# How is macroscopic "volume" of a classical system related to microscopic variables?

In my book it says:

In classical ensemble theory, every macroscopic observable of a system is directly connected to a microscopic function of the coordinates and momenta of the system.

I can see that given $$\mathbf q_i$$ and $$\mathbf p_i$$ (coordinates and momenta), we have functions $$P(\mathbf q_i)$$, $$T(\mathbf p_i), E(\mathbf q_i,\mathbf p_i)$$ etc. But what about volume? How do you relate the microscopic set of $$\mathbf q_i$$ and $$\mathbf p_i$$ to macroscopic volume? (For the general case of interacting particles)

In other words, how can we define volume as a function of trajectory?

P.S: ensemble average of these functions should give the macroscopic parameters.

Generally, for an ideal gas the volume of the system is $$\int \Pi_i d^3q_i$$ over the entire phase space.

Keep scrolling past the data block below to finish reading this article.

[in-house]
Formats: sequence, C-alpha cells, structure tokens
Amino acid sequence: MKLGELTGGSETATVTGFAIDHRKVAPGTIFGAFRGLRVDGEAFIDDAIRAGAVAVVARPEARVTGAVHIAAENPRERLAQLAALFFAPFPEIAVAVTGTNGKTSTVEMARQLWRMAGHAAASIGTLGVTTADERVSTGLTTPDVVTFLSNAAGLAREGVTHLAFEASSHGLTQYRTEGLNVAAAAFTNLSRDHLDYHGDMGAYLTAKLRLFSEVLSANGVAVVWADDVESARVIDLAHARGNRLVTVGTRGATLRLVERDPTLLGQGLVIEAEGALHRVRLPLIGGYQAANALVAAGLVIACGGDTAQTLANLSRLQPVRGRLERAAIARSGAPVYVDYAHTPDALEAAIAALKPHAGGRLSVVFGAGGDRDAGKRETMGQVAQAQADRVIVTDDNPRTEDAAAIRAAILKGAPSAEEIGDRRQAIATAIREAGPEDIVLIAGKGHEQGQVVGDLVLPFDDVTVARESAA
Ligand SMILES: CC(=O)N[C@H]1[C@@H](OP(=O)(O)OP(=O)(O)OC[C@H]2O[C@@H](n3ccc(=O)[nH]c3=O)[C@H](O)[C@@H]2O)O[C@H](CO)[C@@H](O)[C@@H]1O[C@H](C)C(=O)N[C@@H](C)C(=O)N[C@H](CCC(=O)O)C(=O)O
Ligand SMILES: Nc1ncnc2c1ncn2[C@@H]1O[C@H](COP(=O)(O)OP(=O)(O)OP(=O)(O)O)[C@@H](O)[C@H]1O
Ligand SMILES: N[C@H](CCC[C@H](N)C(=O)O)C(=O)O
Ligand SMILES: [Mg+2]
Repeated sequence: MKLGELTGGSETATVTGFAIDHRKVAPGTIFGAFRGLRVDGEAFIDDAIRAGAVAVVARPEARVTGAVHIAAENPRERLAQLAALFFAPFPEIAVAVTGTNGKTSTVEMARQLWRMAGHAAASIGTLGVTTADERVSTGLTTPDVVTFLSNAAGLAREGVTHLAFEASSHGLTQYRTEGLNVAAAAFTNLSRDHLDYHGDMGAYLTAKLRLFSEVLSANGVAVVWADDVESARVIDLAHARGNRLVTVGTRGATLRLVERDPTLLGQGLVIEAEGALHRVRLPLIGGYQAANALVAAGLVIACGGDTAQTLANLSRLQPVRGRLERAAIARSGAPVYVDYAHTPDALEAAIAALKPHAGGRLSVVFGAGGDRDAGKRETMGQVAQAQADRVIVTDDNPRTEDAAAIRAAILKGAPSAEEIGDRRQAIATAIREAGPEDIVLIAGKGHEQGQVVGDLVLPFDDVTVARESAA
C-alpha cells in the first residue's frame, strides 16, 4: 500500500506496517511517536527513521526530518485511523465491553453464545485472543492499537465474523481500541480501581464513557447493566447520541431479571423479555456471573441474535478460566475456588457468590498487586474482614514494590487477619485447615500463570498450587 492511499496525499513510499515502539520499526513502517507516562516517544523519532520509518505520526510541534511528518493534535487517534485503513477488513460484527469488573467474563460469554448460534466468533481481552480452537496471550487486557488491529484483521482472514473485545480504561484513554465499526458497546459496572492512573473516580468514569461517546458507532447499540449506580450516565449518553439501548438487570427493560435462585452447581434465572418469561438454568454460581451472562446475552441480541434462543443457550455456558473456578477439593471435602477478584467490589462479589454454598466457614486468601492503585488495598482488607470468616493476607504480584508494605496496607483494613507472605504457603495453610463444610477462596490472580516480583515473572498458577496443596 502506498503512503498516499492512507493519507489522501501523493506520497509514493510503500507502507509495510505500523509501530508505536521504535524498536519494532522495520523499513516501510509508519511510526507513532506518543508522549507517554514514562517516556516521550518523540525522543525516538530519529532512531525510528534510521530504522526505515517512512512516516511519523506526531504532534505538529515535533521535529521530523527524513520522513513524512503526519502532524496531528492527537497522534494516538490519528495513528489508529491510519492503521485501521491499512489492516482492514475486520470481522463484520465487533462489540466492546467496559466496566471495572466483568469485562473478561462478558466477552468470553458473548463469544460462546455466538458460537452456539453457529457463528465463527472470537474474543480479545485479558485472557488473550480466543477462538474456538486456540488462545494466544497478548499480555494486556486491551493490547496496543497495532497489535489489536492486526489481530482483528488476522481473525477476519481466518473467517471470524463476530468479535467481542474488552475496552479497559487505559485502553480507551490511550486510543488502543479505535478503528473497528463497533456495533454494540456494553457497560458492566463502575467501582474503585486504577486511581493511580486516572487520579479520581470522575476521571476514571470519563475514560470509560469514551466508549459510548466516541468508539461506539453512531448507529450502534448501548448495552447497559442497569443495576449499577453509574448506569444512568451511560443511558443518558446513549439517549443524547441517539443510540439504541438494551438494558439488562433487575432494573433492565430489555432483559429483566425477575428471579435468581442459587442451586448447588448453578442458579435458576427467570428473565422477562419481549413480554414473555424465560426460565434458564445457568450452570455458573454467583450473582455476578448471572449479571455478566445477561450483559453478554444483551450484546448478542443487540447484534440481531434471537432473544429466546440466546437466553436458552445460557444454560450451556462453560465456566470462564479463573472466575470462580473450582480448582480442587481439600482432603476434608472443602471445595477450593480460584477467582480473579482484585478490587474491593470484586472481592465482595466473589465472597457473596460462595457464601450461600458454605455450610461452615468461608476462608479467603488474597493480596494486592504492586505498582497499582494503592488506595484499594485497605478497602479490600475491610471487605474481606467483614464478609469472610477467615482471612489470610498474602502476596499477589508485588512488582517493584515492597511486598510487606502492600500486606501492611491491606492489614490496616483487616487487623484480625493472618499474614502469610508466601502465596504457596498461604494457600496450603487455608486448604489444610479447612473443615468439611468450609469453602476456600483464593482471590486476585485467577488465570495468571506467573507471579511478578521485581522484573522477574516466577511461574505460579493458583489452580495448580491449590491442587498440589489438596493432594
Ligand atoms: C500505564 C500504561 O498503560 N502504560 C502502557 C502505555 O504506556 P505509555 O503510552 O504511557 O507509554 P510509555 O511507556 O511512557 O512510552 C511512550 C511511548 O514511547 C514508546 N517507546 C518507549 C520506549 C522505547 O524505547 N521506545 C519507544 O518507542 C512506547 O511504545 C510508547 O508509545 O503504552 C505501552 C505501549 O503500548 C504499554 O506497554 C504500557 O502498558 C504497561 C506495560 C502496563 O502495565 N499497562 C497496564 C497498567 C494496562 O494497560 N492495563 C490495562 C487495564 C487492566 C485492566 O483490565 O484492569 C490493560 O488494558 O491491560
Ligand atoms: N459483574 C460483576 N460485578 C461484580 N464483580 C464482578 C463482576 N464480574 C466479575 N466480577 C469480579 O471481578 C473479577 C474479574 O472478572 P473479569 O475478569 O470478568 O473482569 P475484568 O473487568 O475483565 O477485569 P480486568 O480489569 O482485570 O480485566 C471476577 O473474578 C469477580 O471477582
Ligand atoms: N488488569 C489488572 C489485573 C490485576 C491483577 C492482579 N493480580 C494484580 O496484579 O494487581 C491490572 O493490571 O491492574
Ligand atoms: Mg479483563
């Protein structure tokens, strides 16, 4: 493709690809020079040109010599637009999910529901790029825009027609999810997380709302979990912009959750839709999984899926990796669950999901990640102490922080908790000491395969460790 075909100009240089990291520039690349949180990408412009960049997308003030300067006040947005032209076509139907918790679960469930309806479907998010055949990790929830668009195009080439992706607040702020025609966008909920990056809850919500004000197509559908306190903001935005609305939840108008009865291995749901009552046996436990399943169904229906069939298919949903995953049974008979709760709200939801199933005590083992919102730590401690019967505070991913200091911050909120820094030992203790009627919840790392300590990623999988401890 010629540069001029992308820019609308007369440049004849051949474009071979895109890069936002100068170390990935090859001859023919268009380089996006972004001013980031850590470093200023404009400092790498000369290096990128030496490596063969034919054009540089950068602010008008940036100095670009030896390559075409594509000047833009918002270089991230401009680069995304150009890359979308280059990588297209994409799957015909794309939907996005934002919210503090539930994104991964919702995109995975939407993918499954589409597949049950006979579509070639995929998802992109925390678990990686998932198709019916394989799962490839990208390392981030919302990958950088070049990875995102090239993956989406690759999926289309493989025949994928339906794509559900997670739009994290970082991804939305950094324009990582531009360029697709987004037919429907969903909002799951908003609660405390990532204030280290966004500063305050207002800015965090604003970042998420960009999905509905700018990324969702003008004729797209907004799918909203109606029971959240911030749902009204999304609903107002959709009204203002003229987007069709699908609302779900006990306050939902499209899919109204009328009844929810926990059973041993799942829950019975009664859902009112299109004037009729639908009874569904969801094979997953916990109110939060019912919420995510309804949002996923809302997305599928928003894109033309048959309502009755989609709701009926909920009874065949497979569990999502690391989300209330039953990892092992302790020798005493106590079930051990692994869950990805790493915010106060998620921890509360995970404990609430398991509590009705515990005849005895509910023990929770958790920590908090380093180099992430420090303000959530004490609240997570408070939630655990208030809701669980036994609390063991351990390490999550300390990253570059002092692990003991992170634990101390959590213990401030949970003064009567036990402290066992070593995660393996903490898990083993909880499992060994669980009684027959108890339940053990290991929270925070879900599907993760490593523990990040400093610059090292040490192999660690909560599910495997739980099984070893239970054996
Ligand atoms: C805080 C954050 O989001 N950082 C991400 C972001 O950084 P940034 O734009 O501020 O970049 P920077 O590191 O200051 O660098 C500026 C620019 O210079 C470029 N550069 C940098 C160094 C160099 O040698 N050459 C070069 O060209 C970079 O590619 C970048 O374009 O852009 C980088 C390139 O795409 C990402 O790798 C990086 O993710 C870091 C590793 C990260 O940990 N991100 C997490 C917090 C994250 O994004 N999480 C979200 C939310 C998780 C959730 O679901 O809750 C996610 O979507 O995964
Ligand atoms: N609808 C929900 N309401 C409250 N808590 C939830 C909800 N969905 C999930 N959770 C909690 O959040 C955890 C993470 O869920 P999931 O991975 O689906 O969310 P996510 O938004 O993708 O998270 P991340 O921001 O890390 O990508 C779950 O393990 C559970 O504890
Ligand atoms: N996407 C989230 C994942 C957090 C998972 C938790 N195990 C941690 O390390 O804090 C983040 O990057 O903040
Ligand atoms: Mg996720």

• So does that mean we can't define volume for a particular point in phase space like we can do for pressure? Also what about the general case of interacting particles? (I edited the question)
– Ali
Apr 18, 2020 at 6:05
• I'm not sure what you mean by defining a volume for a point! Usually, you use the partition function to calculate quantities like the pressure, etc. The partition function for an interacting system also turns out to be a function of the ideal partition function which contains the volume of the gas.
– user171881
Apr 18, 2020 at 18:14

The basic ideia is that in statistical mechanics you will need to establish a link between the micro and the macro, in the microcanonical ensemble the number of microstates acessible is related to entropy by $$S(V,N,U)=K_b\ln\Omega(V,N,U)$$. But to obtain $$\Omega$$ we must integrate over all the states acessible in the phase, and that is the key point for your question, to do this the variables $$(q,p)$$ must respect some constrains, like conservation of energy, and in the case of the volume you must think that the system is occupying some volume, like the harmonic oscilator that oscilate between $$-A,A$$. In general you must think that your system is in some laboratory so it's confined in some volume.

The volume is the most dificult variable to identify in the micro point of view.